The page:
A judge ordered that details of the deal between Strauss-Kahn and Nafissatou Diallo, a 33-year-old illiterate migrant from Guinea, be kept confidential.
Diallo said the one-time French presidential hopeful emerged naked from the bathroom of the hotel suite she was cleaning and forced her to perform oral sex. Strauss-Kahn said the acts were consensual.
Strauss-Kahn's lawyers have dismissed reports that the maid would receive several million dollars, but experts said a substantial payment is the norm in such a case.
Strauss-Kahn, 63, was not in New York for the hearing. He is also under investigation over other scandals in France.
Monday's accord enables him to close one chapter. But Strauss-Kahn has another tough legal date on December 19th, when he will learn whether he faces an investigation into pimping charges arising from allegations that he helped arranged sex parties with prostitutes for wealthy men.
Diallo, a widowed mother of a teenage daughter, emerged from more than a year in hiding to attend the 10-minute hearing before Judge Douglas McKeon.
Outside the court, she said: "I thank everyone who supports me. I thank God, and God bless you all."
Diallo also settled a separate action against the New York Post tabloid, McKeon said. The newspaper had alleged after the sex assault case erupted that Diallo was a prostitute.
Her lawyer Kenneth Thompson called Diallo a "courageous woman who never lost faith in our system of justice. With this resolution she can now move on with her life."
Strauss-Kahn's lead lawyer, William Taylor, said in a statement: "On behalf of Mr. Strauss-Kahn, we are pleased to have arrived at a resolution of this matter. We are grateful to Judge McKeon whose patience and forbearance allowed this agreement to be formulated."
An international scandal erupted after Diallo alleged that Strauss-Kahn assaulted her at the New York Sofitel on May 14, 2011.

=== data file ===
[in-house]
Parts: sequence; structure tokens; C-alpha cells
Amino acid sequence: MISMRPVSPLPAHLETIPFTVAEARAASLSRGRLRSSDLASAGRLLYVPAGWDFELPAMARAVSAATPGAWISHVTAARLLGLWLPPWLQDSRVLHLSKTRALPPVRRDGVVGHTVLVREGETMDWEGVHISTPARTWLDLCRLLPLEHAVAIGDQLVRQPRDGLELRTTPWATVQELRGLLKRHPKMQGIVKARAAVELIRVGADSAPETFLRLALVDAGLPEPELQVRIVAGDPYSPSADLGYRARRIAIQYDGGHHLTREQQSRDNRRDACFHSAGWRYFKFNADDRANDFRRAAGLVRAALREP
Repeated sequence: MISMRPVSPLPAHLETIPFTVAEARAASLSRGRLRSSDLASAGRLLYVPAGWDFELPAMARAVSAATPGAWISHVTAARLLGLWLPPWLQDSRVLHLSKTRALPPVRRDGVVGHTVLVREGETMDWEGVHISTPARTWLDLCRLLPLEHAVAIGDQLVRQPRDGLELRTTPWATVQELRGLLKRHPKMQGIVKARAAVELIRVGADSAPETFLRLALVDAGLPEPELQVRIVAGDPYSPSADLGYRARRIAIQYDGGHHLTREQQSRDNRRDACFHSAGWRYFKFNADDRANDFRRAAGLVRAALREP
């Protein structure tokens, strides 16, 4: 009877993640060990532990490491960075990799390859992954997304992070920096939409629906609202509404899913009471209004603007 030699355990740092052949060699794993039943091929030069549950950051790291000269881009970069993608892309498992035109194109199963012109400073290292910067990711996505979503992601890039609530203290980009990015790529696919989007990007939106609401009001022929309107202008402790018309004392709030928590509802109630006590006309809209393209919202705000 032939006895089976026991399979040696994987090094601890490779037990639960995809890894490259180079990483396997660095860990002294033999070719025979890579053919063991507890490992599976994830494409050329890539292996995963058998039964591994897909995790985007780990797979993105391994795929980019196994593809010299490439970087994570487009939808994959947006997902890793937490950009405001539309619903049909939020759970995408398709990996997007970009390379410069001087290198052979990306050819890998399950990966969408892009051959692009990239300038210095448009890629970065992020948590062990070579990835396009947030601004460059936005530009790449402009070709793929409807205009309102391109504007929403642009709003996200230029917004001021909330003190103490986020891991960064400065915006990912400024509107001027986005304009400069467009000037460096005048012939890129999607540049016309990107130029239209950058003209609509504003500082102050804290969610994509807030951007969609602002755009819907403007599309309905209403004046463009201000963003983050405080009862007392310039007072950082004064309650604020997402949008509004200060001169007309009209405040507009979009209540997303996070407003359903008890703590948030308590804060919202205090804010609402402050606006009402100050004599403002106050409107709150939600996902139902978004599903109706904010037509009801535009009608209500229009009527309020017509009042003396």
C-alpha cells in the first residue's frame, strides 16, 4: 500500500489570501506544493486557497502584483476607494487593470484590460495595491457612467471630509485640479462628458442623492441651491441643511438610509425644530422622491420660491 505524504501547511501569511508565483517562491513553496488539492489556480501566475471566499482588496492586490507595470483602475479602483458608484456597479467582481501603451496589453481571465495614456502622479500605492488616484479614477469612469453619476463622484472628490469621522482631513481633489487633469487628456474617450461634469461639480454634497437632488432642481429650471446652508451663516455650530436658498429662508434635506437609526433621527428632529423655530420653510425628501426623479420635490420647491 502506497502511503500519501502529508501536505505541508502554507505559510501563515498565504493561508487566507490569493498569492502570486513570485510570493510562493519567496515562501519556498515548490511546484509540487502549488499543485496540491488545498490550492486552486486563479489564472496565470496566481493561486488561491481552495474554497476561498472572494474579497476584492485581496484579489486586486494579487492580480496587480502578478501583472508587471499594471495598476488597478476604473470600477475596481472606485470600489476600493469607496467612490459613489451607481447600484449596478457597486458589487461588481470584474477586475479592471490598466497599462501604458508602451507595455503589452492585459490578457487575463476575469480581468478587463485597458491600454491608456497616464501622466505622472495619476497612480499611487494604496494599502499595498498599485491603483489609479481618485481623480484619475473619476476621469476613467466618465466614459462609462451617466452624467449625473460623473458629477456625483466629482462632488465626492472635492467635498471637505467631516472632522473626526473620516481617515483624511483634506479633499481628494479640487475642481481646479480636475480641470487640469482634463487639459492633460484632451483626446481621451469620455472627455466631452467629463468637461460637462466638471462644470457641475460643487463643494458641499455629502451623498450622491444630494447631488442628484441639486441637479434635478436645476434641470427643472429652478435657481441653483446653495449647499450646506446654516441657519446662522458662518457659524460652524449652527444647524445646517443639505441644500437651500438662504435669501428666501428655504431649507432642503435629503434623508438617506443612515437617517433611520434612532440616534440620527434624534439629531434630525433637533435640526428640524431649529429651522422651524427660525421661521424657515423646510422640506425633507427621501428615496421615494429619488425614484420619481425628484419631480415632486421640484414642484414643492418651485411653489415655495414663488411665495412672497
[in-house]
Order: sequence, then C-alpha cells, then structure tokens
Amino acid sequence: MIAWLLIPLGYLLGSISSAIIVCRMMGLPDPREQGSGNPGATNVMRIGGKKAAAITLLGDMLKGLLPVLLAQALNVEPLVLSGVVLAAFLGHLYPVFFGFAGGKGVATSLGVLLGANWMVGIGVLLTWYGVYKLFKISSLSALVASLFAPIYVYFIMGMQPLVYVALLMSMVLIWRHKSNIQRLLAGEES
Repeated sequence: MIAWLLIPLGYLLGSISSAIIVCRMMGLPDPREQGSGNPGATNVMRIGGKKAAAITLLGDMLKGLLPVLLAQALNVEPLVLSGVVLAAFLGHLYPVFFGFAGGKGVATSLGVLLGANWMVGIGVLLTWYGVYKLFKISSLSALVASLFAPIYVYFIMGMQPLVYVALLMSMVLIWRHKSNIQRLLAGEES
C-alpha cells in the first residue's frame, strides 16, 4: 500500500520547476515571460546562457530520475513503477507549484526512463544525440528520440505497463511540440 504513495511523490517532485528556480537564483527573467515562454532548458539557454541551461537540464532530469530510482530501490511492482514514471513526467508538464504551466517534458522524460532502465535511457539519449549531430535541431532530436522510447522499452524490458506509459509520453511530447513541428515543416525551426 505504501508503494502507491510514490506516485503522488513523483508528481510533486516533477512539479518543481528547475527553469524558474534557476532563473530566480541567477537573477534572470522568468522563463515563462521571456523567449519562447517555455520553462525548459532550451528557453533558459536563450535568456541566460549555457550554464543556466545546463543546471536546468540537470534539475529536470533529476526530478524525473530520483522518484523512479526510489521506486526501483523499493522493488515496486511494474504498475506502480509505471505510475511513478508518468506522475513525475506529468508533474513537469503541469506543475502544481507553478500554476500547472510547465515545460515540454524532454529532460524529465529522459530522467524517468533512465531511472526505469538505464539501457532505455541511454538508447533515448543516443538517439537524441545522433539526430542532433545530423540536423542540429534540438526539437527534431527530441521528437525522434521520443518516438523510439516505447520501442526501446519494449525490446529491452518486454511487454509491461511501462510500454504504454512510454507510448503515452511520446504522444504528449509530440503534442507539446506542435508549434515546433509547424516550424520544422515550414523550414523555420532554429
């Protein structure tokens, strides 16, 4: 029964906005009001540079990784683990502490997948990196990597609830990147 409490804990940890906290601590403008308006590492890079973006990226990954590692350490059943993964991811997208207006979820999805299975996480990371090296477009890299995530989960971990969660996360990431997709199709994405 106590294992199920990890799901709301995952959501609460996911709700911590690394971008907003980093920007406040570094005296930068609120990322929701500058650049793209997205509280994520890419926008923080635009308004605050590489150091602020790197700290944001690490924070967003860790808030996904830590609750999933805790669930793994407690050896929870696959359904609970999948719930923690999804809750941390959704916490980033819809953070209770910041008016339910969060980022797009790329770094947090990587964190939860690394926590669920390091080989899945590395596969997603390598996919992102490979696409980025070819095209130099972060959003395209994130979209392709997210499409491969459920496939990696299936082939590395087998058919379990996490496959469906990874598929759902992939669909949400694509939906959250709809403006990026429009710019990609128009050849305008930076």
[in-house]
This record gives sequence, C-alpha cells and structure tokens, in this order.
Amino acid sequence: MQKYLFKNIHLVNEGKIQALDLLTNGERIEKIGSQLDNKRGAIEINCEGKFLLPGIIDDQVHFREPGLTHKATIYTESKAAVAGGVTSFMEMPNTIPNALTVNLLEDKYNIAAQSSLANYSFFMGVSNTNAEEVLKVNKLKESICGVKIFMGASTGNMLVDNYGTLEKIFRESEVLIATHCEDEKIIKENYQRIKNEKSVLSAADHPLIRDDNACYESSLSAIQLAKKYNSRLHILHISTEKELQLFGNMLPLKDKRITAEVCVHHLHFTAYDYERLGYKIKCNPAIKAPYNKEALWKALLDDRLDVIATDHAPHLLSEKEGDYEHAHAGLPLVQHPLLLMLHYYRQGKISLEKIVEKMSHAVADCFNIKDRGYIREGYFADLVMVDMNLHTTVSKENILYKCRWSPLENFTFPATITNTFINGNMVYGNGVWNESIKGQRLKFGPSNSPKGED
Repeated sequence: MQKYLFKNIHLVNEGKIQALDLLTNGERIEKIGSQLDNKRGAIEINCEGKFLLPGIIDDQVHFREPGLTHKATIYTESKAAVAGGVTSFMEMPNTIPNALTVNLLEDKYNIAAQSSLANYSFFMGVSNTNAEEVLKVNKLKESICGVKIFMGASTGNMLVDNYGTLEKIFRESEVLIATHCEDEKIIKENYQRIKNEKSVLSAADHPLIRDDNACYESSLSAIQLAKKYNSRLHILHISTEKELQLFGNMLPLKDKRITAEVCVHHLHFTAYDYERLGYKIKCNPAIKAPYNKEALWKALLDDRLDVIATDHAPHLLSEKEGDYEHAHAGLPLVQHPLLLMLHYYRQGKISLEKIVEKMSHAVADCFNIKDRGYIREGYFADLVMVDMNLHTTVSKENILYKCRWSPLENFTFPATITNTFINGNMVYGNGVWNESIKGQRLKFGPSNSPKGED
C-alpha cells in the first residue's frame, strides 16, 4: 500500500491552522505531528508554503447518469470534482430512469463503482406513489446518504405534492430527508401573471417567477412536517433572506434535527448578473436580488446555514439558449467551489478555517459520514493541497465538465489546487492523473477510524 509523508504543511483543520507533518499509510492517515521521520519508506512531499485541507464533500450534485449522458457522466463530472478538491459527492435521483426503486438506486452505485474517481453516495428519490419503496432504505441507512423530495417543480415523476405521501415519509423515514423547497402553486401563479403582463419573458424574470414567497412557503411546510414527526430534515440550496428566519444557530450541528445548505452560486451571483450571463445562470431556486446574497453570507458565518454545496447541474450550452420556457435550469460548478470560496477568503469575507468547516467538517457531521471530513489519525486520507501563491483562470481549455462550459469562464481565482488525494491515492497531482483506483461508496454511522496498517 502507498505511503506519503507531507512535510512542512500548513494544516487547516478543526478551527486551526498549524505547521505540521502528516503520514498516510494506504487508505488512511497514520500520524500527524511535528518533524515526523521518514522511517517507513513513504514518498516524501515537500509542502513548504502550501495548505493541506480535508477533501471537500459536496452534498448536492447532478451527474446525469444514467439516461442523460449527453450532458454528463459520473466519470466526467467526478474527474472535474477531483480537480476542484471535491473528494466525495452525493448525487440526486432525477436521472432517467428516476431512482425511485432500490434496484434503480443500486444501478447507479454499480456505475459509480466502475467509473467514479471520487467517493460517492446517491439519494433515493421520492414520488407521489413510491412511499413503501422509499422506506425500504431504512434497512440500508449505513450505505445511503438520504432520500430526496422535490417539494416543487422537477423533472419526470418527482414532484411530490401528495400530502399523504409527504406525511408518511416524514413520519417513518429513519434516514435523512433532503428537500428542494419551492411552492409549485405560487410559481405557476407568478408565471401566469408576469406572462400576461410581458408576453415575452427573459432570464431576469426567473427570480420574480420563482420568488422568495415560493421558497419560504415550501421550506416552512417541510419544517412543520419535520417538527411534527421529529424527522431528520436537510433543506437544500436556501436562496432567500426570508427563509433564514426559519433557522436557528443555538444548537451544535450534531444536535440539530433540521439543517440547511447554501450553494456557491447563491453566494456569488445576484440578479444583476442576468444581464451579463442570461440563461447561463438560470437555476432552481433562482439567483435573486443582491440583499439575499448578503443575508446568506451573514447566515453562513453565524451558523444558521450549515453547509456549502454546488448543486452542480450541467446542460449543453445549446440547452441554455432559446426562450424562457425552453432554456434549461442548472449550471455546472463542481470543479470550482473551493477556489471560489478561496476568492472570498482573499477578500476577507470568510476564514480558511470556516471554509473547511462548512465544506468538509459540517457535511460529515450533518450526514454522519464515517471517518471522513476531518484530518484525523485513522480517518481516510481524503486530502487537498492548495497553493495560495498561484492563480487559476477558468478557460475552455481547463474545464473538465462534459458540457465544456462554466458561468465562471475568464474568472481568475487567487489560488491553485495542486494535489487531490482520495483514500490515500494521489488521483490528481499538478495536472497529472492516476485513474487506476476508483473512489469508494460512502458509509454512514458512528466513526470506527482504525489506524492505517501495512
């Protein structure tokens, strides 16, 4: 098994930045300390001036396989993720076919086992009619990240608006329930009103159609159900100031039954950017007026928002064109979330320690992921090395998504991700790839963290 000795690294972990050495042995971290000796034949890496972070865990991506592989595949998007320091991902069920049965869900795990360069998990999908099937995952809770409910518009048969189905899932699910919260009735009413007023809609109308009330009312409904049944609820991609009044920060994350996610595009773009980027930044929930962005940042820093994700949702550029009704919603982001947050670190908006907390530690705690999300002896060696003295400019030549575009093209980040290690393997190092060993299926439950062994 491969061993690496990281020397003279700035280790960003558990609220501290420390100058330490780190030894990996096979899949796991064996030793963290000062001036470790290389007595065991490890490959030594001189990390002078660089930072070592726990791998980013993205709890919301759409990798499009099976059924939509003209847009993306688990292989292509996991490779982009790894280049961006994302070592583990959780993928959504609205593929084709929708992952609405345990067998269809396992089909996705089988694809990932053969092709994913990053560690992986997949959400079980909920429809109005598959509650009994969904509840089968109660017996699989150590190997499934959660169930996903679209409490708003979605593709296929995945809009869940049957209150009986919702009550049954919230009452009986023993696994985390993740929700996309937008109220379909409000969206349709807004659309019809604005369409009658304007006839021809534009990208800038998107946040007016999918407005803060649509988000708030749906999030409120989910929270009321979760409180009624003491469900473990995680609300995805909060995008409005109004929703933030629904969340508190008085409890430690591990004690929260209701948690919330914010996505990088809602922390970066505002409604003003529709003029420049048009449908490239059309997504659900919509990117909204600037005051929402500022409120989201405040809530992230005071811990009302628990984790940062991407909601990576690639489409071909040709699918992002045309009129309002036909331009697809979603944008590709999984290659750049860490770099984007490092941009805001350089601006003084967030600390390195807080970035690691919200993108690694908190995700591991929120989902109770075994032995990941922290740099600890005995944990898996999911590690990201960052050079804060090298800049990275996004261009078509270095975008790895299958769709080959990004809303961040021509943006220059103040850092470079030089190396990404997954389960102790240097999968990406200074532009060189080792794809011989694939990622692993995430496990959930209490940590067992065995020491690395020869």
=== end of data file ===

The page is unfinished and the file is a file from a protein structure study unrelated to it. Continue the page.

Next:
The IMF managing director was detained on a plane at John F. Kennedy airport and was held for several days at New York's tough Rikers Island jail. He soon had to resign from his post at the global lender.
In August 2011, prosecutors dropped criminal charges, declaring that Diallo was not a credible witness. Strauss-Kahn quickly returned to France even though the maid maintained a civil suit.
McKeon said he first met Diallo over the litigation early this year and she had indicated at a November 28 meeting that an out-of-court agreement was possible. More intensive talks have been held since.
"About 10 minutes ago, we reached a settlement in this case which was put on record," McKeon told the hearing.
"I've developed a great affection for all of you and have gotten to know Ms Diallo through the time that I spent with her," the judge told the lawyers and Diallo.
Strauss-Kahn's lawyers had previously dismissed as "dramatically inaccurate" a report in France's Le Monde newspaper that Diallo would be paid $6 million.
But a former US prosecutor Matthew Galluzzo said the figure was plausible and predicted a sum of around $5 million.
French prosecutors launched several separate investigations as the lid came off the high-flier's covert but rampant appetite for extra-marital sex.
Young French author Tristane Banon accused him of trying to rape her in 2003. Investigators concluded that while there was evidence of sexual assault, the alleged attack had occurred too long ago to be prosecuted.
Another probe heard a claim that Strauss-Kahn had taken part in the gang rape of a Belgian prostitute. It was eventually dropped when she recanted and said she had consented to sex.
The scandals have buried Strauss-Kahn's hopes of claiming what many had thought would be a strong Socialist candidacy for the French presidency.
He has also separated from his wife, leading French journalist and wealthy heiress Anne Sinclair.